Have you ever heard of gerontology? Until October 2015, neither had South Side High School graduate Carly Roman. But now she is a Ph.D student in the field at the University of Southern California and her research has gained widespread recognition. Most recently, she received a National Science Foundation fellowship for her work — an award, she has been told, 4 percent of applicants in her field receive.
Gerontology, broadly, is the study of old age and the problems associated with it — both physical and mental. While only a first year Ph.D student at the moment, Roman seeks to specialize in the psychological, political, sociological and biological elements of the discipline.
It all started for Roman, 22, with Glamour Gals, a high school club she began attending in 10th grade. The goal of Glamour Gals — an organization with chapters in schools across the country — is to provide companionship for the women of the country’s aging population. As part of the non-profit, high school and college-aged girls go to senior living homes at least once a month, sit down, chat, paint nails and put on makeup.
Roman said she was nervous at first. She didn’t have much experience dealing with seniors. “It was unfamiliar to me,” she said. “And it would have remained unfamiliar to me.” But a friend encouraged her to check it out.
They went to Maple Pointe Assisted Living in Rockville Centre. At first, Roman just wanted another item to put on her resume and college application. But there she met a woman named Gloria. “She seemed like she didn’t have a ton to do,” she recalled. She started talking with Gloria a few minutes once a week. Then, once a week turned into multiple times a week. Eventually she was inviting her family to hang out with Gloria, who lived until she was 98.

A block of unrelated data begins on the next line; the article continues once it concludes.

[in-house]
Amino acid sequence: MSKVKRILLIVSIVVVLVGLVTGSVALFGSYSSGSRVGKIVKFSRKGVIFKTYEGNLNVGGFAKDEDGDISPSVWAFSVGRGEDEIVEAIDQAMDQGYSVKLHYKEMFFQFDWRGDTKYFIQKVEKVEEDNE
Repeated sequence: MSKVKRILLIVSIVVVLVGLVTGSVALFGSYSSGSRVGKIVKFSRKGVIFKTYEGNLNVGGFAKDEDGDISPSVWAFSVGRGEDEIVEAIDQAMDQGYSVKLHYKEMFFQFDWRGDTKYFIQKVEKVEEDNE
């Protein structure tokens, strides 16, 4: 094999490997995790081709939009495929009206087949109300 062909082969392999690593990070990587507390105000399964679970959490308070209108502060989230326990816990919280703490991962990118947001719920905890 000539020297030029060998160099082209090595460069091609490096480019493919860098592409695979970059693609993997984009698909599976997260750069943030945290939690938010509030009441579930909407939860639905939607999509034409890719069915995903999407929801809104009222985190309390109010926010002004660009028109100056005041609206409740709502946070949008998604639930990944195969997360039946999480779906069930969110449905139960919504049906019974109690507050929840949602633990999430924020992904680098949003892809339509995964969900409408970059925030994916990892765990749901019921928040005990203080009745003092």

“There were many other Glorias,” she said. “But she was the one who gave me the inspiration.” Roman continued with Glamour Gals throughout high school and college, and care for the elderly became a passion for her.
She said she felt that older people still have much to offer society. “If they want to contribute… we’d be doing ourselves a disservice by not letting them,” she insisted. In college, Roman was drawn to the psychology of aging. She saw the positive psychological impact Glamour Gals had on the elderly women she interacted with and she wanted to study how it works.
She entered into the field of positive psychology. “Typically, psychology is looking at what’s wrong with you and how to fix it,” she explained. “Positive psychology is what’s good about you and how to improve it.”
Within that broader academic discipline, she homed in on the concept of generativity, a psychological term describing the self worth members of an older generation find by sharing their experience and knowledge to a younger generation.
For her undergraduate research at the University of Pennsylvania, Roman tasked a sample of elderly with writing an advice column. She then observed the psychological impact the activity had on the seniors. She surveyed them to find out how hopeful and optimistic they felt.
Until she applied for her doctorate, Roman considered herself a student in the field of positive psychology in aging. While looking for doctorate programs, she discovered the field of gerontology and that it comprised many of the concepts she was already working on. Additionally, it gave her room to expand her theories beyond psychology and into other fields such as politics and sociology.
One of her main interventions is to expand the definition of generativity so that it applies it to sharing information between peers and people of different economic and racial backgrounds. Although initially inspired by Gloria, much of her work has been influenced by another Maple Pointe resident — Ruth — who has been a confidante and a valuable consultant for Roman’s research for the past few years.
“She has given such amazing advice, not just life advice but helping me create by studies,” said Roman. “She helped me come up with the design for my project.”
It all started for her with a club. Now, Roman’s sister is president of the high school’s Glamour Gals. “It came full circle it’s not just an extracurricular club,” she remarked. “It’s a family thing.”